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Date: December 21st, 2014

Our special Christmas show examines the life, times, and writing of Charles Dickens with John Mark Reynolds (Houston Baptist University) with particular attention to “A Christmas Carol.” Prof. Reynolds discusses recurrent themes in Dickens’ stories and reveals a number of nuances and insights that many people miss in his timeless tale of Ebeneezer Scrooge’s redemption. And yes, we talk Muppets!

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Date: December 14th, 2014

In one of our most unique interviews, we talk with J Warner Wallace, a cold-case homicide detective, about his journey into Christianity and his use of criminology tools to determine whether or not the Gospels have any veracity to them. We talk murder mysteries, forensic methodology, and whether or not the birth narrative of Jesus could hold up against the weight of cold-case evidence. This is a conversation that you will want to tell your friends about!

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Date: December 7th, 2014

Why would a Presbyterian who spent time in the ministry decide to convert to Catholicism? With a number of high-profile individuals making the same choice, we discuss this journey with Jim Tonkowich, former president of the Institute on Religion & Democracy. This interesting life story is peppered with sociological insights into church authority and structure, and the state of our religious environment today.

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Date: November 30th, 2014

Who was John Calvin, how have people interpreted his theology throughout the ages, and is it really as narrow as many believe it to be? These questions and more are answered as Research on Religion dips into the world of historical theology with Prof. Oliver Crisp of Fuller Theological Seminary. With a delightful English accent, Dr. Crisp explains a lot of words that Tony cannot pronounce and argues that Reformed theology is a great deal more diverse that it is typically portrayed. Prof. Crisp also makes a strong case for why the study of deep theology is important.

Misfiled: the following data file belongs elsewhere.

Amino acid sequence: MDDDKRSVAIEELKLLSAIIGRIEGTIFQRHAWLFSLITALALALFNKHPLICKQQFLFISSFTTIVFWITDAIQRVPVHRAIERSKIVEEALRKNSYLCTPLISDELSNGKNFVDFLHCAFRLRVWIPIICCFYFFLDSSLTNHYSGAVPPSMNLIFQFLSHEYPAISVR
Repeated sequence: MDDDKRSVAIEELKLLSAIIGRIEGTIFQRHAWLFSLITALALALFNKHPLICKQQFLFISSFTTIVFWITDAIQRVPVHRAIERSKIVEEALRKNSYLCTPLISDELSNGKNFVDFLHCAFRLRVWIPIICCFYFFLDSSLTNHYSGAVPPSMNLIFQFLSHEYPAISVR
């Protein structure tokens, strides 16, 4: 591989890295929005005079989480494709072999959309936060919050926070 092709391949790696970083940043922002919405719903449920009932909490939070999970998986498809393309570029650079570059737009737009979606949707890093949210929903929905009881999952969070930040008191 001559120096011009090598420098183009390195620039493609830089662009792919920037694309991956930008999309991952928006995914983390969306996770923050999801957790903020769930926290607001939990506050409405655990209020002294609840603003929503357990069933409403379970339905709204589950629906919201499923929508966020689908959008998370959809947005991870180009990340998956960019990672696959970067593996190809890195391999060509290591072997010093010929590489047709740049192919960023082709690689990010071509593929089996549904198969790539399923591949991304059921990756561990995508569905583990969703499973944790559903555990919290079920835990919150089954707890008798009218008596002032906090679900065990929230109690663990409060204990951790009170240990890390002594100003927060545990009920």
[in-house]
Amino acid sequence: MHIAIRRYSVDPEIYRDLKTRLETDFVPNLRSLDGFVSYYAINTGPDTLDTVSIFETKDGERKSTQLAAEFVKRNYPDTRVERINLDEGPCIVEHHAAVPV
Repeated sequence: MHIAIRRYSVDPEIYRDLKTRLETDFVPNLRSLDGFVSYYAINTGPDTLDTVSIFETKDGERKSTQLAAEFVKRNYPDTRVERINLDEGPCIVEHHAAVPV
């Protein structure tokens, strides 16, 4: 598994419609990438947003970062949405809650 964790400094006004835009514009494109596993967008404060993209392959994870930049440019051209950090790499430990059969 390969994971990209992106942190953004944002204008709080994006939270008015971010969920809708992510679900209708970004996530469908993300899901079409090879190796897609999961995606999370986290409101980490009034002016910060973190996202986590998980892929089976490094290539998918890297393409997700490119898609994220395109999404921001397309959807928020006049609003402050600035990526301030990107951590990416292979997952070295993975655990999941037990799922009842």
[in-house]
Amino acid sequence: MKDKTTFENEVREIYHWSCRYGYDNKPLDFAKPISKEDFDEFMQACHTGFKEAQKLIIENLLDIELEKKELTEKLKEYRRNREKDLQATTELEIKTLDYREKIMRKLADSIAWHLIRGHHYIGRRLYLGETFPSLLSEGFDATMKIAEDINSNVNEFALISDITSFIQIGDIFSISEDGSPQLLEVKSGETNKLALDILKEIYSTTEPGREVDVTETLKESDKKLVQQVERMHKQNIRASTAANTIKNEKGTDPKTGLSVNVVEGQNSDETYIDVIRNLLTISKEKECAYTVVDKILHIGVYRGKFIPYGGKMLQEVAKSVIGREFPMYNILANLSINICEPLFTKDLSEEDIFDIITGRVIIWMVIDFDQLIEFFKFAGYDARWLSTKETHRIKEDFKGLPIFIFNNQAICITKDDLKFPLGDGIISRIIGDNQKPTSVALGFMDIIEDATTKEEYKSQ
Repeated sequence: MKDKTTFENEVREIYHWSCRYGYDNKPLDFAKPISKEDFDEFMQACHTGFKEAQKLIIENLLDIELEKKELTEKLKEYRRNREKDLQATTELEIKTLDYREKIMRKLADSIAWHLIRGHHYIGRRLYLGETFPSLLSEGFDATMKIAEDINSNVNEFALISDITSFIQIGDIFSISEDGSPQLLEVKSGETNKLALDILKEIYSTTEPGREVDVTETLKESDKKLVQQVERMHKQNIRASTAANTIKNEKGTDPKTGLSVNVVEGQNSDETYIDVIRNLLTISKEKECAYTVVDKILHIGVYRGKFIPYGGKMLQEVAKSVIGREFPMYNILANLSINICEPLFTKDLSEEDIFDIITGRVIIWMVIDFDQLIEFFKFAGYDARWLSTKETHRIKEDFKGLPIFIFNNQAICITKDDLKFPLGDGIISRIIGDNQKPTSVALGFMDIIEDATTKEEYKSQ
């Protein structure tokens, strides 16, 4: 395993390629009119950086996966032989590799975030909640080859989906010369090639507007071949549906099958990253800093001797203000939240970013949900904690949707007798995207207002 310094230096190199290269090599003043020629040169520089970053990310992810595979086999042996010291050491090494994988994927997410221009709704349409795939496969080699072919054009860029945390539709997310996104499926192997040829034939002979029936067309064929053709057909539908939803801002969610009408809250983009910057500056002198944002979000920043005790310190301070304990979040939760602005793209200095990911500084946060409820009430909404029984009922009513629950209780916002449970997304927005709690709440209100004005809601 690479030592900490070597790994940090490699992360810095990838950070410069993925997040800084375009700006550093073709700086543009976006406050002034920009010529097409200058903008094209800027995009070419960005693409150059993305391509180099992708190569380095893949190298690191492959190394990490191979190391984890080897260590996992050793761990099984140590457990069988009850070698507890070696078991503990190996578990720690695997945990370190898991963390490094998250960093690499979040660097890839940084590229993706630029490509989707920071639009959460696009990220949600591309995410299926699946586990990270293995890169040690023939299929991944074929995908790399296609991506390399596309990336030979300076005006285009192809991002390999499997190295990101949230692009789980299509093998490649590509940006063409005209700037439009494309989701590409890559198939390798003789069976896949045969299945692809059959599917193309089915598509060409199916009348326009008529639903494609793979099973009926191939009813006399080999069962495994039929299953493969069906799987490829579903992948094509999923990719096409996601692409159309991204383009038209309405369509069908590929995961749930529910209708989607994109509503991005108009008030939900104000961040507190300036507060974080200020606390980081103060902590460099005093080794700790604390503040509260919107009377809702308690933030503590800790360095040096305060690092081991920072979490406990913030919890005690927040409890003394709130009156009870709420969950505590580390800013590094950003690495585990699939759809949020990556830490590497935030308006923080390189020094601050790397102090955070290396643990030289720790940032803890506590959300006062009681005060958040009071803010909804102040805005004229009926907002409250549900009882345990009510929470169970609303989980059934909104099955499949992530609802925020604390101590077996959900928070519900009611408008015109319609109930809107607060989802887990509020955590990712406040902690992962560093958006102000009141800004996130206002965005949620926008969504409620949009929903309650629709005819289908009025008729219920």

Thinking of an inexpensive gift for the holidays? Tell your friends about Research on Religion, free on iTunes!

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Date: November 23rd, 2014

While Tony takes a break for the Thanksgiving holiday, we offer you an encore presentation about the Pilgrims. Thomas Kidd (Baylor University) enlightens us about the history of the Pilgrims, tracing their roots in 16th century England to The Netherlands and eventually to the Plymouth Colony in what is now today Massachusetts. Prof. Kidd discusses the differences the Pilgrims had with the Church of England and their Puritan brethren. We also explore why the king of England would allow a group of his critics to settle land in North America, the hardships that this group of religious refugees faced in their first years in the wilderness, and the imprint the Pilgrims left on U.S. history.

A great podcast for high school educators and homeschoolers, as well as a nice refresher course for those of us who think we remember our American colonial history. Plus, you get to hear your host recite poetry!